Especially since he didn’t know how to please a woman. Or even how to talk civilly to one. He couldn’t spin a clever yarn, or hide an opinion beneath a facile compliment. Sadly, most women seemed to prefer facile compliments to blunt truths. Hence, his difficulty finding a suitable wife. “When will you broach this with Clarissa?”
He looked at his pocket watch. “At dinner, in about half an hour. I was hoping you’d come.”
“Why not? Might as well get it over with, eh? And I am leaving for Portugal in the morning.”
Devil take it. Edwin would have liked more time to prepare. He was not the spontaneous sort. “Planning to have us join forces against her, are you?”
“That wasn’t my intention initially, no.” Warren gulped some brandy. “When we left Hatton Hall for London, I’d hoped that by now Yvette and Jeremy would have returned from America. And you know that Yvette can talk Clarissa into just about anything.”
Edwin smiled. His sister could talk anyone into just about anything, even him.
“But I gather they’re still abroad,” Warren continued.
“It may be a few more weeks before they return. Sorry.”
“Well, it can’t be helped. At least my aunt will be there to help persuade her.”
Edwin suppressed a snort. Lady Margrave, Clarissa’s mother, was a flighty female who rarely offered sound advice, so Clarissa rarely heeded her. He doubted that this time would be any different.
Warren rose. “I’m truly sorry that I have to run off. So, are you coming or not?” The casual words were belied by his tight expression.
They both knew that Edwin hadn’t yet agreed to the plan. And why not? Because the thought of spending weeks in Clarissa’s company put him on edge as nothing else could.
But it didn’t matter. Warren was his friend, and wouldn’t hesitate to help if the shoe was on the other foot. So neither would Edwin.
He stood. “I’m coming.”
* * *
Clarissa’s mother turned to her in a panic. “I cannot believe your cousin did this! Warren knows better than to invite a man for dinner with no warning. What was he thinking?”
Clarissa raised an eyebrow at her mother’s reflection in the bedchamber’s looking glass. “He was thinking that it’s just Edwin, whom we’ve known for ages. And who comes regularly to dine.”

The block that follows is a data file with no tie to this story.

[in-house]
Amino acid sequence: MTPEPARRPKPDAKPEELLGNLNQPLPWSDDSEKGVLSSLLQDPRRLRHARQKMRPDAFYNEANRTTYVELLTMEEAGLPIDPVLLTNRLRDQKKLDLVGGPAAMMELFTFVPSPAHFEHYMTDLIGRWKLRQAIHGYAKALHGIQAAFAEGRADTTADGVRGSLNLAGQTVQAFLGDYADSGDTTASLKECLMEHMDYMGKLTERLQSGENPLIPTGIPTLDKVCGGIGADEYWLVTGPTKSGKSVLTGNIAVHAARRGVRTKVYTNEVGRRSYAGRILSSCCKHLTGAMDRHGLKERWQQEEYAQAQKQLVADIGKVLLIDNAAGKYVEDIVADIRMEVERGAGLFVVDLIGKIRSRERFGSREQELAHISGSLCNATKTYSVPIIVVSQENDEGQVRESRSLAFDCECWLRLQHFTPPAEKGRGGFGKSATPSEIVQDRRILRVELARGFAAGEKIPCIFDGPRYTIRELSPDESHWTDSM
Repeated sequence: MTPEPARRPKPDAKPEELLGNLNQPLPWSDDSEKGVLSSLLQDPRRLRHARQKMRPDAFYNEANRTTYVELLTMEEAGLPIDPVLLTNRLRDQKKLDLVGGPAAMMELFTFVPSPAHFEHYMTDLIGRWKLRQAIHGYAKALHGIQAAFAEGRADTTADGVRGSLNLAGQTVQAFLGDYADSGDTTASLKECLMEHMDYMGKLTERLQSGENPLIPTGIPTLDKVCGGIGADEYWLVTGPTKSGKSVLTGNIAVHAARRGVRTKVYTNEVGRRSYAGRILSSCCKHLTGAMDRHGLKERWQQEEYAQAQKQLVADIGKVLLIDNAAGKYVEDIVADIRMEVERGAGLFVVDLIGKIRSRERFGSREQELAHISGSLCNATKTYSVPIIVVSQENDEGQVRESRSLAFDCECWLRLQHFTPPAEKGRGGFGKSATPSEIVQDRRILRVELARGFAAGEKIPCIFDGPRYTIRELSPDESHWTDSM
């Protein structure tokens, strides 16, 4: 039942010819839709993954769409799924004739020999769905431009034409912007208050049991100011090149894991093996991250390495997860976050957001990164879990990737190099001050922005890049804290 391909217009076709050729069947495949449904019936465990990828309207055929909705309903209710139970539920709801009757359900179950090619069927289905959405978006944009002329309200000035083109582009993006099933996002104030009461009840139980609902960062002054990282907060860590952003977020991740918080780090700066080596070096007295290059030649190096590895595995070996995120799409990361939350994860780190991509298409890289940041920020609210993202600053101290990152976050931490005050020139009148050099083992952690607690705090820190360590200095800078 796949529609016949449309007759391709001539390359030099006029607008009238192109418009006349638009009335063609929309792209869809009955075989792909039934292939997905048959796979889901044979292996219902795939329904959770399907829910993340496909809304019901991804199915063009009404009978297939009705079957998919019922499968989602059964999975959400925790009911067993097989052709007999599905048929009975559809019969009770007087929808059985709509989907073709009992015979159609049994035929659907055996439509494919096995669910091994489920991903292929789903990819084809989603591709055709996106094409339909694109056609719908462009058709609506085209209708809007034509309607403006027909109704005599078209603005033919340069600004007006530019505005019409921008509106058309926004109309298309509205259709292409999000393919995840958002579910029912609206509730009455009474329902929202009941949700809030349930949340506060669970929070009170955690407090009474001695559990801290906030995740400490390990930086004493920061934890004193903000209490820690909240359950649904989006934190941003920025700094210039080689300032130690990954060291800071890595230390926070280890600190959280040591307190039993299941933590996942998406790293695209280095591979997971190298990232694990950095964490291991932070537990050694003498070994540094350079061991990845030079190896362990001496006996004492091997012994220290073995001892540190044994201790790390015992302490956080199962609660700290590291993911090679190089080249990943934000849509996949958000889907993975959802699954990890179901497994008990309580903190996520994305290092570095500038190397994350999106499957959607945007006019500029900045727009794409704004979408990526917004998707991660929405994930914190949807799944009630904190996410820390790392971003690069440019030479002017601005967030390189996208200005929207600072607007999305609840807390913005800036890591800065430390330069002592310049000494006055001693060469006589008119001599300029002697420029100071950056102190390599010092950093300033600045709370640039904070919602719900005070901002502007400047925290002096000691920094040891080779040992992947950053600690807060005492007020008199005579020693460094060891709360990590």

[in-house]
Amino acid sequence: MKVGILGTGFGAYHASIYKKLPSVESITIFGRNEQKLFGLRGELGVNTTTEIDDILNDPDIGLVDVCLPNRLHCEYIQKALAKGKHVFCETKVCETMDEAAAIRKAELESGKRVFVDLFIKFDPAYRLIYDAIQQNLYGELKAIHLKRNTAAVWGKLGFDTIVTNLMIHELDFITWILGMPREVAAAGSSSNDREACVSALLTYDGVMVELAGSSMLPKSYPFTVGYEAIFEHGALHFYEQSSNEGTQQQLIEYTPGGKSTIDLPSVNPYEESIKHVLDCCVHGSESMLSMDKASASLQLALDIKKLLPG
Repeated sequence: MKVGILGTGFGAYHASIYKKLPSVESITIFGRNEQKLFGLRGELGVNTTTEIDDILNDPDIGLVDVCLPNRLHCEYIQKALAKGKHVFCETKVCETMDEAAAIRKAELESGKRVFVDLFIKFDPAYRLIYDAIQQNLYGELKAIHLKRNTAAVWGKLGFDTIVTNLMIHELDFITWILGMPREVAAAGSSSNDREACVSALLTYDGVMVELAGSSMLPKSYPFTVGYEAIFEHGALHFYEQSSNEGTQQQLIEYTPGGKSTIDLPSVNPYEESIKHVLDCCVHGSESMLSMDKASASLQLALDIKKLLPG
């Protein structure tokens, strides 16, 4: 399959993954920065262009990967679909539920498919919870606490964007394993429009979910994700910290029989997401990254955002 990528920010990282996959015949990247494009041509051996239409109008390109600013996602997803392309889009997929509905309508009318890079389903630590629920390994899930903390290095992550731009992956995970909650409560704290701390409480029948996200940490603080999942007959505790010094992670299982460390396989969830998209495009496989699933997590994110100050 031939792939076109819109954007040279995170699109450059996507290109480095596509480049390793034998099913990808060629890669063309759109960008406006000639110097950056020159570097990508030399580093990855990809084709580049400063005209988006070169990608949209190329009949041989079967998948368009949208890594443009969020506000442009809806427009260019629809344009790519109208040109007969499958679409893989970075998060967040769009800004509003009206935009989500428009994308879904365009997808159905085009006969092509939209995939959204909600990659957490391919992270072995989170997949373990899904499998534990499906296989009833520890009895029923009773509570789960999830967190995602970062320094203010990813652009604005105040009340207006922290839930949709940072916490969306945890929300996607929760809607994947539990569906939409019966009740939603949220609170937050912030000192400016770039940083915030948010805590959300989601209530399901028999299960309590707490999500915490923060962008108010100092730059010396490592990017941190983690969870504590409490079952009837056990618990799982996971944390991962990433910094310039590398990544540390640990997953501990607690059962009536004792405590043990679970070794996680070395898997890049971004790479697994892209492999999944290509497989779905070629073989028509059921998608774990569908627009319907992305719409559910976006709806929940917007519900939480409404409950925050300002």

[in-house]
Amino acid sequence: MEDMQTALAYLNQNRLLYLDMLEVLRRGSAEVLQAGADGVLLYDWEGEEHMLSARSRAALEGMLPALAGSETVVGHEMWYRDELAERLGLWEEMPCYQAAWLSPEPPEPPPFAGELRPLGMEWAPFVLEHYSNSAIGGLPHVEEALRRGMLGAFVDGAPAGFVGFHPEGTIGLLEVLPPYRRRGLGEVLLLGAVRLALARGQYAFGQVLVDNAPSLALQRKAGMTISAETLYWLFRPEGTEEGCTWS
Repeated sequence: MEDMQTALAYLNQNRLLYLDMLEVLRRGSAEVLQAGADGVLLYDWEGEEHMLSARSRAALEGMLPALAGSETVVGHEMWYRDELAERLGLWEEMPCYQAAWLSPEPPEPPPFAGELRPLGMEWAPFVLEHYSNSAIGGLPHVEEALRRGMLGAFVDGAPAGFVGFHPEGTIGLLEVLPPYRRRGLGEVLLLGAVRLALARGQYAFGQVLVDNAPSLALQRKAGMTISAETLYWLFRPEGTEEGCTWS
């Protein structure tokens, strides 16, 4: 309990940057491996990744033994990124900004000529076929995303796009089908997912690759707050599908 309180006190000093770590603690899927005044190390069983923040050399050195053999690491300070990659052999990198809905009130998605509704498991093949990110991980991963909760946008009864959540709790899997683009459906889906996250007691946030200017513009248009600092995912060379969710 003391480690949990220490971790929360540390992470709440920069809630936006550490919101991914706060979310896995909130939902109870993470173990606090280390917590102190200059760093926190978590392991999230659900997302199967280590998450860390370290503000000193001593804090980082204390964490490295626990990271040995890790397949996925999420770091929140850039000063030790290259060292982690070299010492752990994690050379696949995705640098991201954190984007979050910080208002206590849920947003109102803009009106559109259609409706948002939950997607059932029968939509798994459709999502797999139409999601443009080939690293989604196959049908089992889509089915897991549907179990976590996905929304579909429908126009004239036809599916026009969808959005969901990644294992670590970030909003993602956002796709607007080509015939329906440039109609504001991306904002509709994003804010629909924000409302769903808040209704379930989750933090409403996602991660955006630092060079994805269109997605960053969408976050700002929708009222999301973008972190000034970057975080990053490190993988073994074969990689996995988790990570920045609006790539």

“I don’t know if pigeon pie is quite suitable for guests,” Mama said as if Clarissa hadn’t spoken. “Oh, and Madeira! Edwin loves his Madeira, you know, and we are fresh out!”
“And the pickled onions were too sour the last time we ate them. I was hoping to use them up tonight, but if Edwin is coming—”
“Mama, calm down! It’s not as if we’re expecting the Tsar of Russia, you know.” She smiled into the mirror. “Although Edwin would make a fine tsar. All he’d have to do is be his usual autocratic and dictatorial self.”
Thankfully that observation broke her mother out of her fretting. “And he would look quite the part, too, wouldn’t he? All that dark hair and that chiseled jaw.”
And broad shoulders and regal bearing and slate-gray eyes as coldly beautiful as a Russian night spangled with stars.
Clarissa scowled at herself. She must be addled to be thinking of Edwin like that. Though he was sinfully handsome. In a sort of stand-offish way.
“Why, I can almost imagine him in an ermine cape and one of those tall, furry hats,” Mama said.
Clarissa laughed. “Edwin would only wear such a pretentious thing to a coronation, and then only because he had to.”
His manner of dress was always correct, but terribly sober.
Unlike hers. She examined her gown in the mirror and smiled. Edwin would probably look sternly upon the confection of lace and lavender bows. But she would never change her gown for him. Let him give her one of his ruthlessly critical glances; she would not be cowed by them.
Indeed, it was merely force of habit that had her pinching her cheeks until they glowed nicely pink. It was not because she wanted to look pretty for Edwin. No, indeed.
“You know, my girl,” Mama said, “if you were a bit nicer to that man, you could probably have him wrapped about your finger in a matter of weeks.”
“Oh, I doubt that. Edwin is far too inflexible to be wrapped about anything. More’s the pity.” Clarissa would dearly love to see the woman who could manage that.
But it wouldn’t be her. Edwin, of all people, would never accept her as she was, especially once he knew the full extent of her youthful mistakes. And she wasn’t bending to anyone’s demands of what a wife should be—not his, not Mama’s, not Warren’s. She’d allowed a man to bully her once, and it had shattered her life.
Pasting a brilliant smile to her lips, she whirled to face her mother. “Shall we go down?”
“Not yet, my angel. The servant said the gentlemen are already here. So we should keep them waiting. You must never let a man be too sure of you.”
“It’s Edwin, Mama,” she said tightly. “He’s sure of everything and everyone, no matter what I do.” She offered her arm to her mother with her usual coaxing smile. “Come now, I know you’re positively dying for a glass of wine. I certainly am.”
“Oh, all right.” Leaning on Clarissa’s arm, Mama let herself be led to the door. “But you must promise to give him a compliment first thing. Men like that.”
“Right,” Clarissa said noncommittally.